Even if the picture is skewed towards critique, real benefits arise. A negative slant can head off the natural tendency towards romanticizing one’s own community. Such a tendency can tempt us towards ugly nationalism or delusions about inherent cultural superiority.
Having high local expectations can also help secure important reforms and prevent complacency. For example, by congratulating ourselves on our high global rankings, Australians might spurn the call for new human rights legislation — even though this might be a powerful method for responding to the serious problems we do face.
But at what cost?
Hyperbole can undercut support for important causes when objective, balanced argument would work better.
Rather than changing their behaviour, people might switch off from critique. They might see the United Nations and human rights itself as nothing but unrelenting sources of shame and rebuke.
So, too, other countries can easily brush aside Australia’s entreaties to respect rights and international law. Who are we to preach to others — like Russia or Indonesia — if our own brand is irreparably tainted (as Iran recently queried)?
But perhaps the most serious ramifications of this cultural phenomenon lie in the potentially corrosive effect on ordinary people’s moral character.
Like every society, Australia needs to encourage reasonable allegiance and commitment to its social and political processes. We are all shocked when young people choose to betray Australia’s values by joining a genocidal regime like IS. Yet our own “public relations” efforts showcase our flaws, not our successes.
If people give up on the society around them, then they can tend to excuse their own moral failings and self-righteously disconnect from political life. Why play fair if the system is corrupt?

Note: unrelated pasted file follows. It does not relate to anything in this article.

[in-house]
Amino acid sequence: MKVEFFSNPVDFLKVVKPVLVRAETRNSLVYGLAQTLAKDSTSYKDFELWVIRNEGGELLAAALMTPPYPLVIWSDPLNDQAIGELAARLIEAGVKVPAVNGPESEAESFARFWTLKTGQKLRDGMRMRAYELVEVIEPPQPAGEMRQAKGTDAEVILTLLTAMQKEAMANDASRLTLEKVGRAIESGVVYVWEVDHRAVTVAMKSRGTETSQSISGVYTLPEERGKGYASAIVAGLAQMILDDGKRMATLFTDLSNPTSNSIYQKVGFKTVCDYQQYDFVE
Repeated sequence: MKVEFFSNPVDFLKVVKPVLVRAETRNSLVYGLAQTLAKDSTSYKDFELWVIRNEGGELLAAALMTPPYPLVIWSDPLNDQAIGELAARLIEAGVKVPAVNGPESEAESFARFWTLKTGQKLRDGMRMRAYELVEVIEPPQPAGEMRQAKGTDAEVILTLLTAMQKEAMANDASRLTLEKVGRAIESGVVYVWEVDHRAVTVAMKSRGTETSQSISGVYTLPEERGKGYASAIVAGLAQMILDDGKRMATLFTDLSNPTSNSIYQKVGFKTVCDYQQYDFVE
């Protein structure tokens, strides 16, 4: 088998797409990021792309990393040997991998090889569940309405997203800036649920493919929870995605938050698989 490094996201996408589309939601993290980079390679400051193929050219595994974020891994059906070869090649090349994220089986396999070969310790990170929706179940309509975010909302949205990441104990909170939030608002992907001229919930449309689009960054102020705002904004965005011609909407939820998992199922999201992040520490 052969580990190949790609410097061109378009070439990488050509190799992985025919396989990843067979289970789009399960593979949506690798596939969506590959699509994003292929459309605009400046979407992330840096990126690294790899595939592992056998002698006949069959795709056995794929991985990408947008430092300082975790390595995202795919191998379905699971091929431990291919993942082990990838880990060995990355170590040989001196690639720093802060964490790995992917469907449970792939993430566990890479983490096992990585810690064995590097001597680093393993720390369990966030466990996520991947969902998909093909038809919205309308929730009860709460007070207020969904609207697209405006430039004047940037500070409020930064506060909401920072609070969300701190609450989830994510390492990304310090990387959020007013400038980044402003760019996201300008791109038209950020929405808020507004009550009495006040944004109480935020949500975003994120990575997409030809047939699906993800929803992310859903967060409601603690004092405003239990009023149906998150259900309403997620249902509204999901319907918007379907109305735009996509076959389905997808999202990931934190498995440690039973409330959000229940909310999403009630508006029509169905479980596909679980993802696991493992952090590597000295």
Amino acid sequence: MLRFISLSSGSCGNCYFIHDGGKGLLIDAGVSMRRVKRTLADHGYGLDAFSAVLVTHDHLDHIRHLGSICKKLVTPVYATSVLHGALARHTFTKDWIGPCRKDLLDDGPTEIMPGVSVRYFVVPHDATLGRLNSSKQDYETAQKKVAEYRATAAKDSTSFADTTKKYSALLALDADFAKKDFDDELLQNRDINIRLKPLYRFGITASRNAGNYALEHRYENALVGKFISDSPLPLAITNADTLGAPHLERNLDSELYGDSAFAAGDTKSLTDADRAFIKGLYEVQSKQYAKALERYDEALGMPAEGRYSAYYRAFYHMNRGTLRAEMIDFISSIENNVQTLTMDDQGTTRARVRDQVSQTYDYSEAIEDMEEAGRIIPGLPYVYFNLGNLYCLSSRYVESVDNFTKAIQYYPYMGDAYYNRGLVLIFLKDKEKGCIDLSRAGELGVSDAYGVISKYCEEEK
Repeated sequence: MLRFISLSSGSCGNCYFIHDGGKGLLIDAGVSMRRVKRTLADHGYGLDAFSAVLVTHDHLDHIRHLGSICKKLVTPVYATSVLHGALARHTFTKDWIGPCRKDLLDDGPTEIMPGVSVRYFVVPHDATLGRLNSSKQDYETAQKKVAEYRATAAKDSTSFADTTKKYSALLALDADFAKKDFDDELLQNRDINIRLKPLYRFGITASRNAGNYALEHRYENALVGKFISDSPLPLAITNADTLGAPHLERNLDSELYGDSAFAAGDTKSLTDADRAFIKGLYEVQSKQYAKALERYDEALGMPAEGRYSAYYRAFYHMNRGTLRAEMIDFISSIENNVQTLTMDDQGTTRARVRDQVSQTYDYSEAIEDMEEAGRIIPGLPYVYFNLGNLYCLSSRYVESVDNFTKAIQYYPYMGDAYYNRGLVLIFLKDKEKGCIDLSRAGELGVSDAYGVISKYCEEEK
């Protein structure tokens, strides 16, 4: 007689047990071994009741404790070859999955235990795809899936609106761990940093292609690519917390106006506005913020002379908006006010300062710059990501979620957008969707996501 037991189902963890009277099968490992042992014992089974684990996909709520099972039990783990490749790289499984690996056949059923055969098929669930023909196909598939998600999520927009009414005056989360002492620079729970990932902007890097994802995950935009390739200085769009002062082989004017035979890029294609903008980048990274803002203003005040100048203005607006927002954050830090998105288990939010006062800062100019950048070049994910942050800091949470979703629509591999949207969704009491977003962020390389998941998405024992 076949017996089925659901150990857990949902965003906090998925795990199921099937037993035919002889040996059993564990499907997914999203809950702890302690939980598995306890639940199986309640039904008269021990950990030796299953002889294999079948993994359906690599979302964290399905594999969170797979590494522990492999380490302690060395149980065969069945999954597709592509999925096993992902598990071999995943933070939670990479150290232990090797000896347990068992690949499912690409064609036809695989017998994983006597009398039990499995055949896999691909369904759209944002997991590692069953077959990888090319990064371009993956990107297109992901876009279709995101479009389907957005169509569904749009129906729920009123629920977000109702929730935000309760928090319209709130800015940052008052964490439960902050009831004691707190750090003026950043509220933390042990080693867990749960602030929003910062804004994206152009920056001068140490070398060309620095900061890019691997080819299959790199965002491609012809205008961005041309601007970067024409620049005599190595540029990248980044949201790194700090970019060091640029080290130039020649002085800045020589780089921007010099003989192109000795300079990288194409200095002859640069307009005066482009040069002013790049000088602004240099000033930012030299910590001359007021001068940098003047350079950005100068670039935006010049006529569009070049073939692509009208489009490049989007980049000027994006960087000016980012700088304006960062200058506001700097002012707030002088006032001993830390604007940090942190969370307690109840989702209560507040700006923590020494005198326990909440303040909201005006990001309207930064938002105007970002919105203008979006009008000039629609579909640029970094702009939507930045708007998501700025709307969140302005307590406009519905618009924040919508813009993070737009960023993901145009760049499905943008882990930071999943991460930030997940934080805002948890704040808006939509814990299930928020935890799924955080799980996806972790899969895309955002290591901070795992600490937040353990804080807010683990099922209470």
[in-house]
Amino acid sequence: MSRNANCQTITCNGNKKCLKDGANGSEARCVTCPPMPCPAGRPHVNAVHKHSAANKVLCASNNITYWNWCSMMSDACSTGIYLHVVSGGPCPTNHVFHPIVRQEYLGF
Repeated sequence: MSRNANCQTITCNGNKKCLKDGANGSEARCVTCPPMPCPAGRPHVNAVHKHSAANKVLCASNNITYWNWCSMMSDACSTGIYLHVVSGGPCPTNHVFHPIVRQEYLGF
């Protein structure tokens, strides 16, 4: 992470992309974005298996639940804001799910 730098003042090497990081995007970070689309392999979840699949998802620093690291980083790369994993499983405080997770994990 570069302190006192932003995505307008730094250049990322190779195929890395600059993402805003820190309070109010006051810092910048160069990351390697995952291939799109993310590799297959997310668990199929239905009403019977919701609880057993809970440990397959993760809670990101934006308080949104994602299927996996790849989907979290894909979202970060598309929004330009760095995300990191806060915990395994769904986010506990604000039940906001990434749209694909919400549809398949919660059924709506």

Finally, while it can feel good to scold wrongdoers, encouragement often works better for achieving results (and if we really care about human rights, isn’t that what really matters?). As Thomas Merton once said: “In the long run, no one can show another the error that is within him, unless the other is convinced that his critic first sees and loves the good that is within him.” If Merton is right – and nothing I have ever seen in my many years of debating morality with others suggests he is wrong – then moral outrage and a relentless focus on what is going wrong are utterly unhelpful ways of convincing people to do better. A much better policy involves stressing how much people are doing right, and how noble and tolerant many of their values and actions are, and then moving to consider whether the current problem-areas can be improved to the same standard.
Indeed, convictions about the high standards of one’s institution or community can themselves motivate a ruthless and energetic stance toward ridding that institution of wrongful behaviours or elements. Australia’s Army Chief, Lieutenant General David Morrison, now-famous speech on sexism in the Australian Army provides a striking illustration.
In the current environment, Australians would struggle to feel any kind of “cultural ownership” of human rights. This is a real shame. From the most inauspicious beginnings, Australians have built their country into an extraordinary, albeit uneven, human rights success story.
They should be inspired to go on living up to their status as one of the leading protector of human rights worldwide.
A shorted version of this article was previously published at The Conversation.
All views published are the author’s own, and not those of the AAPAE.